Not surprisingly, the South African Parliament, which is dominated by the Marxist African National Congress (ANC), voted on Tuesday to confiscate without compensation all of the land owned by white farmers in South Africa.
The plan would amend part of South Africa's constitution and allow the government to take the land from the white farmers and not provide them with any financial compensation. The communist ANC fully supported the proposal.
"The time for reconciliation is over," said Malema. "Now is the time for justice. We must ensure that we restore the dignity of our people without compensating the criminals who stole our land."
In 2016, Malema said he was "not calling for the slaughter of white people -- at least for now."
On the land-confiscation vote, Minister of Water Affairs Gugile Nkwinti said, "The ANC unequivocally supports the principle of land expropriation without compensation. There is no doubt about it, land shall be expropriated without compensation."
A small minority faction in the South African Parliament, the Democratic Alliance party, opposed the motion, as did the Freedom Front Plus party, a tiny faction that represents the white Afrikaner minority.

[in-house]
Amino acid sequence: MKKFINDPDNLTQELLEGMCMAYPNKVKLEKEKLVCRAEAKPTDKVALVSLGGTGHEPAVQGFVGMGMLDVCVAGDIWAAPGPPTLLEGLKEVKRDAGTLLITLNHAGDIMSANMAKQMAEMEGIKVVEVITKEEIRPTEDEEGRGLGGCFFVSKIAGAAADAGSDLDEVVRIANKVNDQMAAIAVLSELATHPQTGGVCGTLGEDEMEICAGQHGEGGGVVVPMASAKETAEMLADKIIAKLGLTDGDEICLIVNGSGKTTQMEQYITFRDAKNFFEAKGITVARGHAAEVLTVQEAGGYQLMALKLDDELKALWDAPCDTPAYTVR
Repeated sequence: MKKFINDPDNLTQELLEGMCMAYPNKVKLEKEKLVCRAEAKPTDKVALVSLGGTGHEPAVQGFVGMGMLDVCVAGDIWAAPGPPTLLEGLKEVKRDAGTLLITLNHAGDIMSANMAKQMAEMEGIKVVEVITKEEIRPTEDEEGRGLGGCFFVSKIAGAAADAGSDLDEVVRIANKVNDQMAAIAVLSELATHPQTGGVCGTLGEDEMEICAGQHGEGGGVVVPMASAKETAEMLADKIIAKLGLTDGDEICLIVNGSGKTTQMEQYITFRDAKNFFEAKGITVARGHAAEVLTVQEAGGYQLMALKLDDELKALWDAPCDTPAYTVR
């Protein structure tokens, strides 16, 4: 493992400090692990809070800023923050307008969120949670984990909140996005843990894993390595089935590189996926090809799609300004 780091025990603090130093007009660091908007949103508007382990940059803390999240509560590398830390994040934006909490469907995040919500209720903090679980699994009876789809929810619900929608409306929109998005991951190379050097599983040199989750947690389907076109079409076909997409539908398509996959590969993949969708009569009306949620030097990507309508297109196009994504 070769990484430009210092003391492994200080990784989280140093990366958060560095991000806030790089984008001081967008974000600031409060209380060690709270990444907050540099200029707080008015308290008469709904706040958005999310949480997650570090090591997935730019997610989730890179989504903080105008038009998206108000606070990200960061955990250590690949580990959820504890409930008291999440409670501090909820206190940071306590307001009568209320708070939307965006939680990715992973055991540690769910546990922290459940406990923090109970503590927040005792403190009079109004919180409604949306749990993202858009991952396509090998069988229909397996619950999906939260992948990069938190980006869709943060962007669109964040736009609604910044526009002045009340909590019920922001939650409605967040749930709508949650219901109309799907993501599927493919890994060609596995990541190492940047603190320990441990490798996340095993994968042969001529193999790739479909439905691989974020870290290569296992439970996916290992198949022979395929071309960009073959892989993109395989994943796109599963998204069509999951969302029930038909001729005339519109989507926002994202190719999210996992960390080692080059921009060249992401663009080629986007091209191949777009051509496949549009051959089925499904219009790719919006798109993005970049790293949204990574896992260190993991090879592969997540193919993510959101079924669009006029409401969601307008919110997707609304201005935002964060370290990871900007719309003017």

"Civil rights groups have accused the EFF and ANC of inciting an ongoing spate of attacks on white farmers characterized by extreme brutality, rape and torture — last year, more than 70 people were killed in more than 340 such attacks," reported the Australian News.com.
Ernst Roets, deputy chief executive of the civil rights group AfriForum, said the phrase "expropriation without compensation" was "semantic fraud." What is happening is "nothing more than racist theft," said Roets.
Although the motion passed in the parliament, the issue of amending the constitution will be reviewed by the Constitutional Review Committee. South African President Cyril Ramaphosa, who is the president of the ANC, supports the seizure of land from white farmers.
The ANC has been the majority political party in South Africa since the end of Apartheid.
The first ANC president of South Africa – and its first black president -- was Nelson Mandela, whose regime formed a coalition with the National Party and the Inkatha Freedom Party.
Mandela served as president from 1994 to 1999. He sought to heal racial divisions in the country by working with all South Africans. He died in 2013. After Mandela left office, ANC policies became increasingly more radical.